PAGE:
Two Golden Gloves fighters stepped into the ring Thursday with their sights set squarely on avenging missed opportunities a year ago.
Joel Ambriz and Edward Vasquez each successfully fed their respective ambitions with victories at the Golden Gloves regional tournament in the Watt Arena at the Will Rogers Memorial Center.
Ambriz, 19, wore out Jesse Palacios, 18, in a dominating victory in the quarterfinals of the 132-pound Open Division.
As Palacios rushed, Ambriz waited and countered, seemingly connecting on just about every opening. And there were many.
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“It was all open,” said Ambriz, who will fight Ignacio Perez in the semifinals Friday. The regional tournament continues through Saturday with bouts starting at 7 each night.
“He was rushing me and I just countered him, looking for the shot,” Ambriz said.
The winner of Saturday’s final advances to next week’s state tournament in Fort Worth. State champions will advance to the national tournament in Las Vegas.
Ambriz felt as if he let one get away at state last year. He lost to Francisco Martinez of Dallas in the semifinals. That’s a rematch Ambriz and his coach, Eddie Rangel, eagerly await … if he can win his next two bouts.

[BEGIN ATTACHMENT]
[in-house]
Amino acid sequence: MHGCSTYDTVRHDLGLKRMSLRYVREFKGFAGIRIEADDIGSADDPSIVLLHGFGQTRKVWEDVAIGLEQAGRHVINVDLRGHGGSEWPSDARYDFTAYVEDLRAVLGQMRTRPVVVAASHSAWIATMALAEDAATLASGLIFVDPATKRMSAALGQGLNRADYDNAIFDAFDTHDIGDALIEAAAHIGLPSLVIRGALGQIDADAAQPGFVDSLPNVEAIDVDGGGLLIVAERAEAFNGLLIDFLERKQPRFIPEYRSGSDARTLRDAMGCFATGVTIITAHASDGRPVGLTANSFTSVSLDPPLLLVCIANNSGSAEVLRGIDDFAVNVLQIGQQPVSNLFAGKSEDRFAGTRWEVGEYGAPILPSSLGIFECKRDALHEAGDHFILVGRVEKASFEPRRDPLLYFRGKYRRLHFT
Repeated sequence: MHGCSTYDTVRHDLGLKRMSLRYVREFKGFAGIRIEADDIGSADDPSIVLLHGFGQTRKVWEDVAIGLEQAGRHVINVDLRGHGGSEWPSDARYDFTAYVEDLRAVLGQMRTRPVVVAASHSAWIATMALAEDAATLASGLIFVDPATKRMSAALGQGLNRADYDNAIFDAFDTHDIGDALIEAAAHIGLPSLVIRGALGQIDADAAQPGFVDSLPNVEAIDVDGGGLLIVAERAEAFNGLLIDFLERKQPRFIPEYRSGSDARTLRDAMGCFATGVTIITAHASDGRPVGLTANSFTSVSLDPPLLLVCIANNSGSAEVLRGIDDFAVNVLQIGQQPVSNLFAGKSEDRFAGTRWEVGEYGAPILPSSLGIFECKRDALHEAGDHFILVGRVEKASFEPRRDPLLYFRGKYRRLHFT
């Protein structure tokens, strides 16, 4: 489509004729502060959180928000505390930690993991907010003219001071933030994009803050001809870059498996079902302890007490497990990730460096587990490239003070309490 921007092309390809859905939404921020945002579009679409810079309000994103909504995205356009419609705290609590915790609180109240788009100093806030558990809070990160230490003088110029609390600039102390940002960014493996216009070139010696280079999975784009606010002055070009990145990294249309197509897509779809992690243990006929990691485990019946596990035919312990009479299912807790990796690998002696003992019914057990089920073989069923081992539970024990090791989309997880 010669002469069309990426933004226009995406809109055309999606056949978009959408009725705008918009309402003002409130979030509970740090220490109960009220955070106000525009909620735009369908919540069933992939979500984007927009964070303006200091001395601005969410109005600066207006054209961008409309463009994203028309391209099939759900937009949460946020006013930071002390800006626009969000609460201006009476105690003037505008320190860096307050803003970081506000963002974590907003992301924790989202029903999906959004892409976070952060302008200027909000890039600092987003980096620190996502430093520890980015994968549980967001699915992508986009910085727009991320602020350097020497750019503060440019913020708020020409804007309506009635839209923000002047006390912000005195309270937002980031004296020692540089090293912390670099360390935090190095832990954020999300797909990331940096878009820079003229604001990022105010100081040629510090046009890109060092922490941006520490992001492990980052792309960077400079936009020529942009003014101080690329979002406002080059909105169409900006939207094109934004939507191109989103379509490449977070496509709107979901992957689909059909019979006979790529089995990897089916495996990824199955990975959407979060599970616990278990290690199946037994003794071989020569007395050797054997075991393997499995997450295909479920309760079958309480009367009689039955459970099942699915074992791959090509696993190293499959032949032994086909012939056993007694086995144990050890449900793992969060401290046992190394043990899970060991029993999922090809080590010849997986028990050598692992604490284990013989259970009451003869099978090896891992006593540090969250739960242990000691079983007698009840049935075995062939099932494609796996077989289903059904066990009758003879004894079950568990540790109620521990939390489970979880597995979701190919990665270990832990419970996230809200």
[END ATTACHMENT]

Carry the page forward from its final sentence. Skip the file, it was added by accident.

Cory Neal and Ricky Sanchez, who received quarterfinals byes, will fight in the other semifinal.
“I’ve been training much better,” said Ambriz, whose coach called him better prepared. “We know what we’re looking for this time.”
Vasquez, a favorite to win his division a year ago before dropping his first fight in regionals, edged Jose Leal in a close decision in the 141-pound semifinals.
Vasquez fell to eventual regional champion Antonio Castillo.
The Arlington Heights senior next takes on 27-year-old Oscar Perez on Friday, both vying to earn a spot in Saturday finals opposite Oscar Gonzalez or Anthony Salas.
“It was a tough loss last year,” Vasquez said. “I wasn’t going to let that happen this year. I listened to my coaches better than last year. I got a little hard headed. This year I executed better. If I listen to them, I’ll get there.”
Different kind of cut
Thursday of every year at the regional tournament is devoted to celebrating the lives of breast cancer survivors and victims.
Boxer Delaney Sandoval, 10, a fourth-grader at Seminary Hills Park Elementary School, brought a special gift for the occasion: her hair.
Before the start of bouts Thursday, Sandoval had about 18 inches of hair cut in the ring and she donated it to Locks of Love, which provides hair pieces to needy children suffering from medical hair loss because of disease.
Sandoval, facing a new rule that mandates all hair must be contained in the head gear, had to get a haircut if she wanted to continue boxing. She decided to do something good with her locks.
Sandoval, who didn’t have a fight in the regional tournament, said she feels “lighter.”
“We asked her if she wanted to quit boxing or donate it,” said Melissa Sandoval, Delaney’s mother. “She said she rather donate it to kids who need it.”